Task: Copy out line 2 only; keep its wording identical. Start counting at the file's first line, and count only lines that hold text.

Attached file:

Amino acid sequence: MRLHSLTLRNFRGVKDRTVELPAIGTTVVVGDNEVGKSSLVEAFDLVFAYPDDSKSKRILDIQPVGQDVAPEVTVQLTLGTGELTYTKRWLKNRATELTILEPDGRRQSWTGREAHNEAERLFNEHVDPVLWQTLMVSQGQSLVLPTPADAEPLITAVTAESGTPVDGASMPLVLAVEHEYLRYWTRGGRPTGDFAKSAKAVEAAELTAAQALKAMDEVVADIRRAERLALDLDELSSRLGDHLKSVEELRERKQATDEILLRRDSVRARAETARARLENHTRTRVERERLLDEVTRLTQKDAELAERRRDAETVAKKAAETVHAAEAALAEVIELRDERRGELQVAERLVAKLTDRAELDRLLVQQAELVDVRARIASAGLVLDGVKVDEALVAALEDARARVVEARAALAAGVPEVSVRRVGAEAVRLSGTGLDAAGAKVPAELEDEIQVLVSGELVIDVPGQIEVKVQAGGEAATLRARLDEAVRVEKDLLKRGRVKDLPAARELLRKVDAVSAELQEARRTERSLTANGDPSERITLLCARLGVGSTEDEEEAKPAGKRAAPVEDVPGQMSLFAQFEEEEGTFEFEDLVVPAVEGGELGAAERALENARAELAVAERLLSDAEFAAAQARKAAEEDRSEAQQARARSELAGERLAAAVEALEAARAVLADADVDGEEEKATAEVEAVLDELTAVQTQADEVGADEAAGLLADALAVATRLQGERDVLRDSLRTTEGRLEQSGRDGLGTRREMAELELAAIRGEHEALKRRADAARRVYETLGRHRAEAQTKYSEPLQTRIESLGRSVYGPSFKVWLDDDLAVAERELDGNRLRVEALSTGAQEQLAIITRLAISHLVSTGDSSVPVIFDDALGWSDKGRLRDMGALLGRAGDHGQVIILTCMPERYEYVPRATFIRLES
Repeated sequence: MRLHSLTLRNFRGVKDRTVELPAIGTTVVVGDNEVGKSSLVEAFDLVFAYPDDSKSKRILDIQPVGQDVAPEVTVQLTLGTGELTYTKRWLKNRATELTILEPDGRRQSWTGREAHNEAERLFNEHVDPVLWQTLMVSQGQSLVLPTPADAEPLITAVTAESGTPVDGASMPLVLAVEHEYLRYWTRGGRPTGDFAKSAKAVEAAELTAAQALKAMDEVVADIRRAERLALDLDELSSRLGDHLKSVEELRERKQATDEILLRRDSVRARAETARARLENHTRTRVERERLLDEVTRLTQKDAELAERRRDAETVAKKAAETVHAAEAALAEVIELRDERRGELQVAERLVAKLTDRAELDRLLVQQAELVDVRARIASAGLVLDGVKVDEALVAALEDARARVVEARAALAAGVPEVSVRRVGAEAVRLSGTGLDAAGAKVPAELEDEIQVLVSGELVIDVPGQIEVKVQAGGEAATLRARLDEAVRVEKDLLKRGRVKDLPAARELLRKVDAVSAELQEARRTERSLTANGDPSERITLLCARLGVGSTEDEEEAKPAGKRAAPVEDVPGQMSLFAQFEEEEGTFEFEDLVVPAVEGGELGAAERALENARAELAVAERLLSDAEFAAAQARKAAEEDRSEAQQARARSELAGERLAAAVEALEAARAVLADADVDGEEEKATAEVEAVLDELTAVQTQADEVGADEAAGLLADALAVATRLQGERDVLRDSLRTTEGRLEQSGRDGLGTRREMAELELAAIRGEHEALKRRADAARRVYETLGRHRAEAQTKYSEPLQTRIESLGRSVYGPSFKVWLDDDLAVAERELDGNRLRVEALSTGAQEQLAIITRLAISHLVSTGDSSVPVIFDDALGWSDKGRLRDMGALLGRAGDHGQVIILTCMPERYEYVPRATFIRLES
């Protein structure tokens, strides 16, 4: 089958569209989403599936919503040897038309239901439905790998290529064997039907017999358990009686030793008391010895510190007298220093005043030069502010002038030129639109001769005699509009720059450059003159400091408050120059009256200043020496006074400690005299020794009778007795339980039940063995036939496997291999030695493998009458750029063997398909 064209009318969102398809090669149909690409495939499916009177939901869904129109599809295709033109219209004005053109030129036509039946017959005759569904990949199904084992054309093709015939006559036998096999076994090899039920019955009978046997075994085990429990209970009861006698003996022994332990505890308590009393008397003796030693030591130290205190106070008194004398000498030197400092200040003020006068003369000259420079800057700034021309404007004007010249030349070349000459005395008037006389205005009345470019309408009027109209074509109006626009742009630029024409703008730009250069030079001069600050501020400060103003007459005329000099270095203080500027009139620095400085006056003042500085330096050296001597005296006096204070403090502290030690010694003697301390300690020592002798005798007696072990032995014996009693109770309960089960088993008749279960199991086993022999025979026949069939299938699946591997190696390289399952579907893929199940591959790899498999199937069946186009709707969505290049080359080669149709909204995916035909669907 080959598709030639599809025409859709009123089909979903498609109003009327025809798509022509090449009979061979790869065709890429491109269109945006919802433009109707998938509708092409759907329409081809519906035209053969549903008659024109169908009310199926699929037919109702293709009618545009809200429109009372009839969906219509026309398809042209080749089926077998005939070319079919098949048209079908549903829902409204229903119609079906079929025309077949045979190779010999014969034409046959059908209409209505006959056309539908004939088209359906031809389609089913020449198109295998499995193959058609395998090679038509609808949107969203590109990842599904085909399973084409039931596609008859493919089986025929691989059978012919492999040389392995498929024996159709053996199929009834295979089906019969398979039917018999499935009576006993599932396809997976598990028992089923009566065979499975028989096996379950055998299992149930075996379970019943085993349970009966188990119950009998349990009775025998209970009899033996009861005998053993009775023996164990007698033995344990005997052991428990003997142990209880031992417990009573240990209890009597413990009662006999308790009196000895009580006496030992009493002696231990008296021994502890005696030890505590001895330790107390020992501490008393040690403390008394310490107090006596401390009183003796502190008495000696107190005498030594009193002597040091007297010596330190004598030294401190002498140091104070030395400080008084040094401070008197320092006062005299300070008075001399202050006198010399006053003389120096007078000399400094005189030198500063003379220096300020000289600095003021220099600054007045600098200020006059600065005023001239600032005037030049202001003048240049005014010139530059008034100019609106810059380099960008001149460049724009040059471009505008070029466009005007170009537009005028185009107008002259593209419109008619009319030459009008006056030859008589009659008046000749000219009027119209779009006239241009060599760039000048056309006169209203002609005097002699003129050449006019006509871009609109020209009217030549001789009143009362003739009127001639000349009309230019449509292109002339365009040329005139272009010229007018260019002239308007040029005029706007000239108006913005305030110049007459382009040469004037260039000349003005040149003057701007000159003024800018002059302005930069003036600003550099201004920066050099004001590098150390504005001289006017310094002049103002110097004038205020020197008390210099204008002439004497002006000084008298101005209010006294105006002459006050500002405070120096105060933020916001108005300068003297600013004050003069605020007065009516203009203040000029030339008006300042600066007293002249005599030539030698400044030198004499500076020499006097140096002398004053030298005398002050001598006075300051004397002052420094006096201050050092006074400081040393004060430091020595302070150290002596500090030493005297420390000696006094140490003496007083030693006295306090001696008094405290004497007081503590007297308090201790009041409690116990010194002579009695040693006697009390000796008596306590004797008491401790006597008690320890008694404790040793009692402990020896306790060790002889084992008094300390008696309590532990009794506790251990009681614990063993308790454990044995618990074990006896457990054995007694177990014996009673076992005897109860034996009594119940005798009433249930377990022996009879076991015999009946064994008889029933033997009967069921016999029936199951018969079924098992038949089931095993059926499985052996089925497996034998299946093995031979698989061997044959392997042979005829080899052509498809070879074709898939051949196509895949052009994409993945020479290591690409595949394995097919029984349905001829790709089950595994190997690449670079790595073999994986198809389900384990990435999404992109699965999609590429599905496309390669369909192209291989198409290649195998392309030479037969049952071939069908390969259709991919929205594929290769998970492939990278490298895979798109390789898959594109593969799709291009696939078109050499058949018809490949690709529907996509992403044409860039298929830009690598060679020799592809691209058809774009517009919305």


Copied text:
Repeated sequence: MRLHSLTLRNFRGVKDRTVELPAIGTTVVVGDNEVGKSSLVEAFDLVFAYPDDSKSKRILDIQPVGQDVAPEVTVQLTLGTGELTYTKRWLKNRATELTILEPDGRRQSWTGREAHNEAERLFNEHVDPVLWQTLMVSQGQSLVLPTPADAEPLITAVTAESGTPVDGASMPLVLAVEHEYLRYWTRGGRPTGDFAKSAKAVEAAELTAAQALKAMDEVVADIRRAERLALDLDELSSRLGDHLKSVEELRERKQATDEILLRRDSVRARAETARARLENHTRTRVERERLLDEVTRLTQKDAELAERRRDAETVAKKAAETVHAAEAALAEVIELRDERRGELQVAERLVAKLTDRAELDRLLVQQAELVDVRARIASAGLVLDGVKVDEALVAALEDARARVVEARAALAAGVPEVSVRRVGAEAVRLSGTGLDAAGAKVPAELEDEIQVLVSGELVIDVPGQIEVKVQAGGEAATLRARLDEAVRVEKDLLKRGRVKDLPAARELLRKVDAVSAELQEARRTERSLTANGDPSERITLLCARLGVGSTEDEEEAKPAGKRAAPVEDVPGQMSLFAQFEEEEGTFEFEDLVVPAVEGGELGAAERALENARAELAVAERLLSDAEFAAAQARKAAEEDRSEAQQARARSELAGERLAAAVEALEAARAVLADADVDGEEEKATAEVEAVLDELTAVQTQADEVGADEAAGLLADALAVATRLQGERDVLRDSLRTTEGRLEQSGRDGLGTRREMAELELAAIRGEHEALKRRADAARRVYETLGRHRAEAQTKYSEPLQTRIESLGRSVYGPSFKVWLDDDLAVAERELDGNRLRVEALSTGAQEQLAIITRLAISHLVSTGDSSVPVIFDDALGWSDKGRLRDMGALLGRAGDHGQVIILTCMPERYEYVPRATFIRLES